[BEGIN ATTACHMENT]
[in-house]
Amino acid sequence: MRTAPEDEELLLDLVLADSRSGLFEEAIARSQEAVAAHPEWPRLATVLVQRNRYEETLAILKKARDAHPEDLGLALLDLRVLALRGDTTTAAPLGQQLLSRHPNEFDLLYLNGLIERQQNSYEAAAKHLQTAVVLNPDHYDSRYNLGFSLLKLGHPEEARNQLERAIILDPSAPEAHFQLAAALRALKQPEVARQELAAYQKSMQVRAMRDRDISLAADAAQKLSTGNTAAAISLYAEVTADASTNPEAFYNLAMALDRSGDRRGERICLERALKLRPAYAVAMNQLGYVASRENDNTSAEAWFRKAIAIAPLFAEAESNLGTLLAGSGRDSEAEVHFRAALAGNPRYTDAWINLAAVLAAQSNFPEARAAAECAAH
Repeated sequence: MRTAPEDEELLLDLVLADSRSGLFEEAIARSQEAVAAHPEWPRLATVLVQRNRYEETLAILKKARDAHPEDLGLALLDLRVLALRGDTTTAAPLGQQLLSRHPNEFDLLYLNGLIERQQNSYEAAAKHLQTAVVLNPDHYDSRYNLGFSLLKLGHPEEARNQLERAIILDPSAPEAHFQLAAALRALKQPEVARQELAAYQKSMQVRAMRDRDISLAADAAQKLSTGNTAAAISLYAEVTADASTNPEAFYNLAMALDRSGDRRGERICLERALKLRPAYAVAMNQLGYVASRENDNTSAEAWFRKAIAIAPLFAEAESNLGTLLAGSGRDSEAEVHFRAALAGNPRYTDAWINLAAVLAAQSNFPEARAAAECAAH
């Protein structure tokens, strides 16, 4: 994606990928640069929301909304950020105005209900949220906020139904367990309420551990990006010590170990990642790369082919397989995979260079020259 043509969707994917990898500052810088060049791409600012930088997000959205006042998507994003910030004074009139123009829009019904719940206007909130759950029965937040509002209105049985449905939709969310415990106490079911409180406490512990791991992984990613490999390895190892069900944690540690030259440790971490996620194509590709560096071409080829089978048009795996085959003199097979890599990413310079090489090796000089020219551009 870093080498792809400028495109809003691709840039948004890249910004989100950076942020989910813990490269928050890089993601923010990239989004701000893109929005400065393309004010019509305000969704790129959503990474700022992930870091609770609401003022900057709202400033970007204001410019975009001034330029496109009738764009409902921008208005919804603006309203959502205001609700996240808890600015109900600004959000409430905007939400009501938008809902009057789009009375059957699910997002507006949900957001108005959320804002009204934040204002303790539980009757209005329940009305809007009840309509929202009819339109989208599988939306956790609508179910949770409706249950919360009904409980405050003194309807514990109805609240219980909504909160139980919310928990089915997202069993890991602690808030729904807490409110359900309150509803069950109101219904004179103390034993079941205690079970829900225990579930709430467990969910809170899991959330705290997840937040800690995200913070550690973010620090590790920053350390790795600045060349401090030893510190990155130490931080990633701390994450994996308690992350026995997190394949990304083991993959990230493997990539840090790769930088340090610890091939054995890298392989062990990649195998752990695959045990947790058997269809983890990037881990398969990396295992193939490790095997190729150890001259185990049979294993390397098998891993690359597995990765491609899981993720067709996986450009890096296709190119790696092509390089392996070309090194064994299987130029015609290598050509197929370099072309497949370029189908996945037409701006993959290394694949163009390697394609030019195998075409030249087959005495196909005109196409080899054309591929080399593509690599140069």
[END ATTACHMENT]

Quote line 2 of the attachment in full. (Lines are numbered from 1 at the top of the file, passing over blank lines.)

Amino acid sequence: MRTAPEDEELLLDLVLADSRSGLFEEAIARSQEAVAAHPEWPRLATVLVQRNRYEETLAILKKARDAHPEDLGLALLDLRVLALRGDTTTAAPLGQQLLSRHPNEFDLLYLNGLIERQQNSYEAAAKHLQTAVVLNPDHYDSRYNLGFSLLKLGHPEEARNQLERAIILDPSAPEAHFQLAAALRALKQPEVARQELAAYQKSMQVRAMRDRDISLAADAAQKLSTGNTAAAISLYAEVTADASTNPEAFYNLAMALDRSGDRRGERICLERALKLRPAYAVAMNQLGYVASRENDNTSAEAWFRKAIAIAPLFAEAESNLGTLLAGSGRDSEAEVHFRAALAGNPRYTDAWINLAAVLAAQSNFPEARAAAECAAH